I do not see any description of LDS polygamy in what Isaiah sees. And as I said, I believe he is describing the condition of the world--then he counters it by describing conditions in Zion. There are a number of times that Isaiah speaks of the world in one verse or a couple of verses and then compares (juxtaposes) them with Zion in the next.

IMO, Polygamy is not coming back--at least among the Lord's people. The Lord delights in the chastity of his daughters and the Proclamation of the Family provides the standard for marriage in our day and the unique time we live in.

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How can you see the word STOPPED and deduce that there are opinions on "both sides"? We have the Manifesto, we have a First Prez statement declaring celestial marriage and plural marriage are not the same thing (as the D&C 132 misinterpreters would have us believe), we have Pres. Hinckley stating unequivocally that polygamy is not doctrine. That is just some of what we have. Now you have provided a quote saying plural marriage has been stopped. Not suspended, not put aside for a time....STOPPED. Yet, as with the other statements you simply reword it or add whatever it takes to the prophet's words.

:P You propose that "stopped" really means "permanently stopped" and then accuse me of adding to quotes in the very next sentence?

If you make a claim for a scripture it is your burden to document that it says what you think it says. If authoritative and modern statements that plural marriage has been stopped and is not doctrinal are provided and you dispute that, it is up to you to provide documentation to the contrary.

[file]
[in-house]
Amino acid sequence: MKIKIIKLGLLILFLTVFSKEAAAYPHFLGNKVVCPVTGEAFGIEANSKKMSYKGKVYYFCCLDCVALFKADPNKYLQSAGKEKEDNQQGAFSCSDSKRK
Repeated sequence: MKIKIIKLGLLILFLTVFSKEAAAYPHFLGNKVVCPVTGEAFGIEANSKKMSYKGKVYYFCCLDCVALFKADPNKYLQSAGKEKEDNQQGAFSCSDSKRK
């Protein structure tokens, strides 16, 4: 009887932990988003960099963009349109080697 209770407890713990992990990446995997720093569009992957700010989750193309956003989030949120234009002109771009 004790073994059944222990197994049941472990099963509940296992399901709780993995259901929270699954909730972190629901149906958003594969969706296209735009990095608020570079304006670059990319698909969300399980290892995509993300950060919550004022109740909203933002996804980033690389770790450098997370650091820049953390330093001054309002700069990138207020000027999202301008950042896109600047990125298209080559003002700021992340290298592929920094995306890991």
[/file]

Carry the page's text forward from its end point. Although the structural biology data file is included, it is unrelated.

Your insistence that plural marriage will return by hook or by crook by using this verse defies yet another authoritative modern document that does not allow for women being turned out on their own with their children as having anything to do with Mormon doctrine. No matter which way you turn, you are always defying Mormon doctrine to get to plural marriage.

Since we both understand clearly that we have very different and firmly held convictions regarding the polygamy issue, I don't see the point in flat out contention over it. I'm not into that and don't see how it can be productive of anything. I can see that it's important to you once you take a position on something to be seen as being right about it, but I have little enthusiasm for trying to reason with someone who dismissively insists that the evidence I present must fit into narrow categories of her defining, or not be valid.